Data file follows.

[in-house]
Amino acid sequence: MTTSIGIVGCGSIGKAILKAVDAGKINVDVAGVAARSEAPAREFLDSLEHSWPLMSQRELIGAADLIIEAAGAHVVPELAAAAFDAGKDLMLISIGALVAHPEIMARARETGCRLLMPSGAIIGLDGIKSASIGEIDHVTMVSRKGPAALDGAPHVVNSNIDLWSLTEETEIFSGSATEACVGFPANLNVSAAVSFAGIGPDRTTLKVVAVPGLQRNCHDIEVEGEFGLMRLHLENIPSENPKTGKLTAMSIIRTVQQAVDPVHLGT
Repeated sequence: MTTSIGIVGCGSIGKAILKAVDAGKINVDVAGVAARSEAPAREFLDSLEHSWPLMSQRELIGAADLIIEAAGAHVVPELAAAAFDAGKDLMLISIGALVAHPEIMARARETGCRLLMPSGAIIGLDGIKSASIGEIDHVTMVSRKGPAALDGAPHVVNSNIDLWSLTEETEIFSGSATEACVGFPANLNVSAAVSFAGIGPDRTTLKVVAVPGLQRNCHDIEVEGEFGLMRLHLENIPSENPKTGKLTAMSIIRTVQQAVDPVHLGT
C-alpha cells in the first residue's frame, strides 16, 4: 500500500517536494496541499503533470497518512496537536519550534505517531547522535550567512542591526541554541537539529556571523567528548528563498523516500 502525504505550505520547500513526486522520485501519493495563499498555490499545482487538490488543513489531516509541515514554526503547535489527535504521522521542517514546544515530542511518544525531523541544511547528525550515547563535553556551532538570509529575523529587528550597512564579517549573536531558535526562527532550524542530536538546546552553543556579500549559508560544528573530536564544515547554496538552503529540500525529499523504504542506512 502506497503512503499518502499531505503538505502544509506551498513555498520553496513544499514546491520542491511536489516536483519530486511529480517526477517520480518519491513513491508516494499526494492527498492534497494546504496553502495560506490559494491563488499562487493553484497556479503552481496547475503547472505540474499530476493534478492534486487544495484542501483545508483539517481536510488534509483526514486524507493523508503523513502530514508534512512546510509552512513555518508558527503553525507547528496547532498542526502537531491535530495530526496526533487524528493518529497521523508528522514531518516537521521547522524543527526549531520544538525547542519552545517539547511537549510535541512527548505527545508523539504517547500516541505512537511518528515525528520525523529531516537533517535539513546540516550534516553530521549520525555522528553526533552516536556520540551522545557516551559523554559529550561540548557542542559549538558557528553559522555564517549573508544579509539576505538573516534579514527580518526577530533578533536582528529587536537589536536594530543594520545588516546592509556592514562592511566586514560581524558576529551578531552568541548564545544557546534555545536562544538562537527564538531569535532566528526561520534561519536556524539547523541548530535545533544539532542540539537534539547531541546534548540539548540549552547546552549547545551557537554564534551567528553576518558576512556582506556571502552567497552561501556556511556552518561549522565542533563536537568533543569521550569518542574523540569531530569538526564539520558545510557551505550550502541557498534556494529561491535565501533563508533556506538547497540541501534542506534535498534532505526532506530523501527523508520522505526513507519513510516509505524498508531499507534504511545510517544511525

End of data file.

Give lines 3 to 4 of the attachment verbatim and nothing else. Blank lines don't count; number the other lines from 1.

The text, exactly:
Repeated sequence: MTTSIGIVGCGSIGKAILKAVDAGKINVDVAGVAARSEAPAREFLDSLEHSWPLMSQRELIGAADLIIEAAGAHVVPELAAAAFDAGKDLMLISIGALVAHPEIMARARETGCRLLMPSGAIIGLDGIKSASIGEIDHVTMVSRKGPAALDGAPHVVNSNIDLWSLTEETEIFSGSATEACVGFPANLNVSAAVSFAGIGPDRTTLKVVAVPGLQRNCHDIEVEGEFGLMRLHLENIPSENPKTGKLTAMSIIRTVQQAVDPVHLGT
C-alpha cells in the first residue's frame, strides 16, 4: 500500500517536494496541499503533470497518512496537536519550534505517531547522535550567512542591526541554541537539529556571523567528548528563498523516500 502525504505550505520547500513526486522520485501519493495563499498555490499545482487538490488543513489531516509541515514554526503547535489527535504521522521542517514546544515530542511518544525531523541544511547528525550515547563535553556551532538570509529575523529587528550597512564579517549573536531558535526562527532550524542530536538546546552553543556579500549559508560544528573530536564544515547554496538552503529540500525529499523504504542506512 502506497503512503499518502499531505503538505502544509506551498513555498520553496513544499514546491520542491511536489516536483519530486511529480517526477517520480518519491513513491508516494499526494492527498492534497494546504496553502495560506490559494491563488499562487493553484497556479503552481496547475503547472505540474499530476493534478492534486487544495484542501483545508483539517481536510488534509483526514486524507493523508503523513502530514508534512512546510509552512513555518508558527503553525507547528496547532498542526502537531491535530495530526496526533487524528493518529497521523508528522514531518516537521521547522524543527526549531520544538525547542519552545517539547511537549510535541512527548505527545508523539504517547500516541505512537511518528515525528520525523529531516537533517535539513546540516550534516553530521549520525555522528553526533552516536556520540551522545557516551559523554559529550561540548557542542559549538558557528553559522555564517549573508544579509539576505538573516534579514527580518526577530533578533536582528529587536537589536536594530543594520545588516546592509556592514562592511566586514560581524558576529551578531552568541548564545544557546534555545536562544538562537527564538531569535532566528526561520534561519536556524539547523541548530535545533544539532542540539537534539547531541546534548540539548540549552547546552549547545551557537554564534551567528553576518558576512556582506556571502552567497552561501556556511556552518561549522565542533563536537568533543569521550569518542574523540569531530569538526564539520558545510557551505550550502541557498534556494529561491535565501533563508533556506538547497540541501534542506534535498534532505526532506530523501527523508520522505526513507519513510516509505524498508531499507534504511545510517544511525